The problem was that the MAs were closely bonded to the WAs led by the matriarch Wendy. These two families seemed to be constantly interchanging members. Eventually I decided that there were three adult females in the MA family and I named them Mariana, Mabel and Marcia. Mariana was definitely the matriarch, acting as the leader and defender of the group. I estimated that she was born in 1945. Mabel was the next oldest, but considerably younger than Mariana, and thought to be born around 1957; and Marcia was the youngest, just
a teenager, born around 1960.
 
Mariana Leading Family
Mariana leading her family and the WA

In 1975 there was only one young calf in the family and this was a male belonging to Mariana. Just the tiny tips of his tusks were showing in November 1975, which indicated that he was about two years old and thus born in 1973.

There was also a juvenile male, 10-12 years old, who was thought to be Mariana's older son. He was given the number M118. Another slightly older male was sometimes with the family and sometimes not. It was difficult to say if he was definitely a member of the family. He was called M88.

To complicate matters further there were sometimes one or two other juveniles with the MAs. To this day I do not know if one of the young juvenile females was a true member who died before I knew her properly or a member of another family. One young female turned out to be Winnie of the WAs. Some of the other youngsters who associated with the MA family belonged to three other families that formed a bond group with the MAs.

I eventually discovered that the MAs were members of the largest bond group in the Amboseli population. Bond groups consist of families that appear to have a special relationship with one another. They spend more time with each other than with any other families in the population, and when they meet they greet with a particular ceremony, and when they are together they move together in a coordinated way. In total there were five families in this bond group: the MAs, WAs, VAs, LAs and CAs. The various members of these families were the source of my confusion over sorting out what originally seemed a small, neat family of six.

To read the whole history of the MA family go to the the ATE Website.
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Amboseli Book Chapter Summary: 1. The Amboseli Elephants, Introduction    

Chapter 1, The Amboseli Elephants: Introduction (C. Moss, H. Croze & P. Lee), sets the scene historically and in substance.  When Cynthia and Harvey each moved from their elephant work in Tanzania - with Iain Douglas-Hamilton in Lake Manyara National Park, and with the Serengeti Research Institute, respectively - they joined forces in 1972 to start a systematic study of the Amboseli population called the Amboseli Elephant Research Project, AERP.

There were fewer than 800 elephants back then. Thanks to the intolerance of Maasai inhabitants of the ecosystem to interlopers, the elephants had been relatively untouched by the poaching scourge of the 1970s. It appeared to be a perfect population for baseline studies on elephant social and reproductive behavior, and population dynamics.   The chapter lays out the three main elephantine threads of the book: longevity, size and intelligence, with a fourth dimension -  the future of the population in its ecosystem - looming in the background.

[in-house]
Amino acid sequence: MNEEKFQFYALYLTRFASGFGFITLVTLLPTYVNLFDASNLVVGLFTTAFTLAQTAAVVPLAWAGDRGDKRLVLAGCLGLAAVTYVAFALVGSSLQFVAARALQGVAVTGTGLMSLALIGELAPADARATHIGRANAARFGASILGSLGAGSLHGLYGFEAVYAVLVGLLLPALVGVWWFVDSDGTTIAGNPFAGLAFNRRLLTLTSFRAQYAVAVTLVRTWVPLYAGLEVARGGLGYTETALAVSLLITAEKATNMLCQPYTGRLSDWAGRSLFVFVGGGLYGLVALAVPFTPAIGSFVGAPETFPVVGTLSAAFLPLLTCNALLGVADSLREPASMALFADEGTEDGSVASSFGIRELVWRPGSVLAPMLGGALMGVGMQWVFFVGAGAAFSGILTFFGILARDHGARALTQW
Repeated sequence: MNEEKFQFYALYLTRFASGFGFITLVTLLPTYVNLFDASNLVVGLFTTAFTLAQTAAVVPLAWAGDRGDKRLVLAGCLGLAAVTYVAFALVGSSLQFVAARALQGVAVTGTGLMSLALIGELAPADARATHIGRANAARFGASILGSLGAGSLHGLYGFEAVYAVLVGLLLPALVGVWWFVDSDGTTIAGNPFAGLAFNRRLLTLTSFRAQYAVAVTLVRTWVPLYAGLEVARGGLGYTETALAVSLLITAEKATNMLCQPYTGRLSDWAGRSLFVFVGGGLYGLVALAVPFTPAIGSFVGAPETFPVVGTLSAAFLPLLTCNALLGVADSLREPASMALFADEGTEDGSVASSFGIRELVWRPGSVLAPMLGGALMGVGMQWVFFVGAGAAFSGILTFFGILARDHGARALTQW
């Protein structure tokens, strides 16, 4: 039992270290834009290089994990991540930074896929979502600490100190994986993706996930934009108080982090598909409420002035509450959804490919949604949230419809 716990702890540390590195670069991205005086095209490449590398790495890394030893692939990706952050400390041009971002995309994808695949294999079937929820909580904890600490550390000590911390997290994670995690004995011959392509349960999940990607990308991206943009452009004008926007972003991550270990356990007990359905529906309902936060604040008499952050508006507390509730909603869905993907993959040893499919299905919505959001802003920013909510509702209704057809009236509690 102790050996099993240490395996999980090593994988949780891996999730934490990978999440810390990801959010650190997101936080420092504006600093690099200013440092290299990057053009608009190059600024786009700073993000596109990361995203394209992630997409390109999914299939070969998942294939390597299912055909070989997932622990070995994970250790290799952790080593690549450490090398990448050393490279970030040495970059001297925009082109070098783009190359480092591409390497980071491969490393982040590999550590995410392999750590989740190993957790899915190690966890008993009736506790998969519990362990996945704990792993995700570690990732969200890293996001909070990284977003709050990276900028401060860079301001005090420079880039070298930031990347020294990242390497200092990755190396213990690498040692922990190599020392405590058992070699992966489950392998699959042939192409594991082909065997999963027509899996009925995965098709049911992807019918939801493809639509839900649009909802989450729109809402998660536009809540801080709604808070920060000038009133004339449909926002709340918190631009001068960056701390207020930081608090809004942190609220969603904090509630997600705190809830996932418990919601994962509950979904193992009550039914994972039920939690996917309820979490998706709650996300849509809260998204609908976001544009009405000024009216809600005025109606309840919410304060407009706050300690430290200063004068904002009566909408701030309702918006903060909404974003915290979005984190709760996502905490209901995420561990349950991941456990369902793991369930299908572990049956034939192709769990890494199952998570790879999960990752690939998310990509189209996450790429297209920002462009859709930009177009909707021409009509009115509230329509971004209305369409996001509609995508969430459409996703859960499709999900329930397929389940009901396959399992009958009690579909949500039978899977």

The threads define the special fabric of both AERP and the elephants themselves. Only a long-term project (which even so has only been working for just over half an elephant's potential lifespan), working with a population of known individuals, could capture the physical, developmental and social ebbs and flows of a large-brained, big-bodied, highly intelligent and communicative social animal. Imagine trying to capture the story of The Sopranos in just one episode. Impossible.     

Thus the editors and chapter authors decided to present a three-decade slice - from 1972 to 2002 - of the life and times of the Amboseli elephants, the longest studied and best known population in the world. Much of the information presented in the book is new, or newly analyzed, to augment and build upon the 100-plus peer-reviewed papers that form the AERP canon of scientific literature.

The first chapter features a house-keeping box with definitions of terms used throughout the book. We eschew the bovine term 'herd', and refer instead to 'groups': Cow-calf group, bull group, mixed group and so on. Everyone must know by now that the smallest elephant group is a family unit, led by a matriarch. Adult females come into estrus, nutrition allowing, and males have more or less annual periods of musth, during which high testosterone levels move them to compete for female attention.

The book is laid out in five parts. One establishes the ecological, temporal and human context of the population in an ecosystem that is larger by twenty times than the protected central confines of Amboseli National Park. Two details how the elephants make a living in the Amboseli habitat and the impacts on their population dynamics and distribution. Three comprises an exploration of elephant behavior and communications, rounded out with intriguing perspectives on cognition.  Four examines the complex nature of elephant society and the consequences for female and male reproductive success. And Five looks at the trials and tribulations of elephants in Amboseli's fast-changing human context, finishing with a look to the future of the elephants and the ecosystem.   
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As I put the finishing touches on this issue of the newsletter word has come from Katito of two more new calves, bringing the number to 100 calves born since mid-October. We've never had anything like this happen before. In the previous baby boom it took more than a year to hit 100. And we're expecting even more calves!

More than anything we want to assure that there is a future for these new lives. We need your support.

 
Cynthia Moss
Amboseli Trust for Elephants

 

To learn more about the Amboseli elephants go to:       http://www.elephanttrust.org/

Last modified on Wednesday, 22 February 2012 13:52